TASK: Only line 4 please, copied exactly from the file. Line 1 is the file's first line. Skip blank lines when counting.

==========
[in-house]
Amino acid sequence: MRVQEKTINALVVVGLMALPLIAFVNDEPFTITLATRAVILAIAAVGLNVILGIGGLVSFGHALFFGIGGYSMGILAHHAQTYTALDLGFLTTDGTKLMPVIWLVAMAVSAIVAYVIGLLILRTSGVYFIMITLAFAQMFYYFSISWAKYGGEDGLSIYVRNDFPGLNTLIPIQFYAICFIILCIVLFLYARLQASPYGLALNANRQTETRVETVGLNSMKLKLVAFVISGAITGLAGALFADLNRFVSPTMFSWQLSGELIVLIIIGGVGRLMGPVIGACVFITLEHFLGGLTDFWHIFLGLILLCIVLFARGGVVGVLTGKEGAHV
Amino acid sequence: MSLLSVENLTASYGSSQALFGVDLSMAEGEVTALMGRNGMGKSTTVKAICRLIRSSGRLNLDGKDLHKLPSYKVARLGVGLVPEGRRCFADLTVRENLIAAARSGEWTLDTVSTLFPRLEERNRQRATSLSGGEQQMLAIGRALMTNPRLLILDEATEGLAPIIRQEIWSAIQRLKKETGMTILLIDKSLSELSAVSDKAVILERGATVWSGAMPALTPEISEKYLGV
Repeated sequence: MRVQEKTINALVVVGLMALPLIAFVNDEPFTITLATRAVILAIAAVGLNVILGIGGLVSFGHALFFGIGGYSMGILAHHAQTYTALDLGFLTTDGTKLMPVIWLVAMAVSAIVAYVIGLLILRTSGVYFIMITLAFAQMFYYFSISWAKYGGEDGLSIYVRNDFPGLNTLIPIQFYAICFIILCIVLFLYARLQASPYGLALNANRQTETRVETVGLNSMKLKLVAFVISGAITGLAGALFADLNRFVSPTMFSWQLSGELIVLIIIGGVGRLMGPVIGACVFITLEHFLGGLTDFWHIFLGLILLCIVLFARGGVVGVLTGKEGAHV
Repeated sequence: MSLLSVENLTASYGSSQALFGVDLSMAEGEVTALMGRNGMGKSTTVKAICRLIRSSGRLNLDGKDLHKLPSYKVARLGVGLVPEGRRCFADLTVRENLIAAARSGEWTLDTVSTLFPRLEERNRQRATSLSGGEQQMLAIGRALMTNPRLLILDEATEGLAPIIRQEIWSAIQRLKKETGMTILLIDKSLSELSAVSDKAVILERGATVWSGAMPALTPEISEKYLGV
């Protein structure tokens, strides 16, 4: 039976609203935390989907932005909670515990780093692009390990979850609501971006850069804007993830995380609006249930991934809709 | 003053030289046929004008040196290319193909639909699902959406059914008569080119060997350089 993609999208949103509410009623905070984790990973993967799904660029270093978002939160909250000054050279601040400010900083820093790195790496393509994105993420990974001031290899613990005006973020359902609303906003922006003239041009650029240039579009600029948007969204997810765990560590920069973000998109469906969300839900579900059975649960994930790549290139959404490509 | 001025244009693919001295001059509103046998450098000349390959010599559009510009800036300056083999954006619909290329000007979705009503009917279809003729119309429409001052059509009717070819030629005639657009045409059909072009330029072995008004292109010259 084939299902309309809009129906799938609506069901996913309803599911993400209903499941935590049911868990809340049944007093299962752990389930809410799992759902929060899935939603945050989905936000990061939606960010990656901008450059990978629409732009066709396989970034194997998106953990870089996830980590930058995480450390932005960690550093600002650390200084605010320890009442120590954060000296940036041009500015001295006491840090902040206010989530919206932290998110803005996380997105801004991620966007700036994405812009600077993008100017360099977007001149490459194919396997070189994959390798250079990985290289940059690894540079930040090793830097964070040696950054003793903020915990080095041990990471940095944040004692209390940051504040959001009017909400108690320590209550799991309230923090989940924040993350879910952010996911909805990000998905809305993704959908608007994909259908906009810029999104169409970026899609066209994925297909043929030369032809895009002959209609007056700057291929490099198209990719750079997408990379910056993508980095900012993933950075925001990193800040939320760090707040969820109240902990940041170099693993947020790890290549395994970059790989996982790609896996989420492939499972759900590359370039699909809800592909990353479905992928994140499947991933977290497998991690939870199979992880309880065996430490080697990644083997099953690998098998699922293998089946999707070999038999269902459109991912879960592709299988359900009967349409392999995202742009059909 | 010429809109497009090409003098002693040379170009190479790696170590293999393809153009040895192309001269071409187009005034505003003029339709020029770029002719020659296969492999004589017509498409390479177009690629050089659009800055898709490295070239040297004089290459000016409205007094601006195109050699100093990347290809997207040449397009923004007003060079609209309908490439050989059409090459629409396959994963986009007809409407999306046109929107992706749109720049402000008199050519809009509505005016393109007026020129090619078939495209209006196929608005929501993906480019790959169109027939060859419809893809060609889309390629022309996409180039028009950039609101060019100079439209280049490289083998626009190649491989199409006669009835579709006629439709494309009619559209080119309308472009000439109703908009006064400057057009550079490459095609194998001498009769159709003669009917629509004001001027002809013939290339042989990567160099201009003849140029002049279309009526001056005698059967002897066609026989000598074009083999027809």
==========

Repeated sequence: MRVQEKTINALVVVGLMALPLIAFVNDEPFTITLATRAVILAIAAVGLNVILGIGGLVSFGHALFFGIGGYSMGILAHHAQTYTALDLGFLTTDGTKLMPVIWLVAMAVSAIVAYVIGLLILRTSGVYFIMITLAFAQMFYYFSISWAKYGGEDGLSIYVRNDFPGLNTLIPIQFYAICFIILCIVLFLYARLQASPYGLALNANRQTETRVETVGLNSMKLKLVAFVISGAITGLAGALFADLNRFVSPTMFSWQLSGELIVLIIIGGVGRLMGPVIGACVFITLEHFLGGLTDFWHIFLGLILLCIVLFARGGVVGVLTGKEGAHV